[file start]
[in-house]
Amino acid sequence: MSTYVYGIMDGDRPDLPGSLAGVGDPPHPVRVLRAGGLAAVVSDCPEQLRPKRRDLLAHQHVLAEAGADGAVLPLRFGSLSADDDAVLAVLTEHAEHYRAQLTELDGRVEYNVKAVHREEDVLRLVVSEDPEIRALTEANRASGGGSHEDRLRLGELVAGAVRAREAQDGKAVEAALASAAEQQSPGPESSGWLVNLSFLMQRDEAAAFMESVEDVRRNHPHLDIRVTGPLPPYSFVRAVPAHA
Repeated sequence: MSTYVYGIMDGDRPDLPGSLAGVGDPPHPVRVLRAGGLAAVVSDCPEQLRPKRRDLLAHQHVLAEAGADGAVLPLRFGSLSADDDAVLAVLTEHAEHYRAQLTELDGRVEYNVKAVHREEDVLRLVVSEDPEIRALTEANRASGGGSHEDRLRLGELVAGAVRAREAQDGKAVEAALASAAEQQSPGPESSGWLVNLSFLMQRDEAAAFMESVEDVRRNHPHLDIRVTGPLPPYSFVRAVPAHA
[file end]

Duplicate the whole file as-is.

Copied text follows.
[in-house]
Amino acid sequence: MSTYVYGIMDGDRPDLPGSLAGVGDPPHPVRVLRAGGLAAVVSDCPEQLRPKRRDLLAHQHVLAEAGADGAVLPLRFGSLSADDDAVLAVLTEHAEHYRAQLTELDGRVEYNVKAVHREEDVLRLVVSEDPEIRALTEANRASGGGSHEDRLRLGELVAGAVRAREAQDGKAVEAALASAAEQQSPGPESSGWLVNLSFLMQRDEAAAFMESVEDVRRNHPHLDIRVTGPLPPYSFVRAVPAHA
Repeated sequence: MSTYVYGIMDGDRPDLPGSLAGVGDPPHPVRVLRAGGLAAVVSDCPEQLRPKRRDLLAHQHVLAEAGADGAVLPLRFGSLSADDDAVLAVLTEHAEHYRAQLTELDGRVEYNVKAVHREEDVLRLVVSEDPEIRALTEANRASGGGSHEDRLRLGELVAGAVRAREAQDGKAVEAALASAAEQQSPGPESSGWLVNLSFLMQRDEAAAFMESVEDVRRNHPHLDIRVTGPLPPYSFVRAVPAHA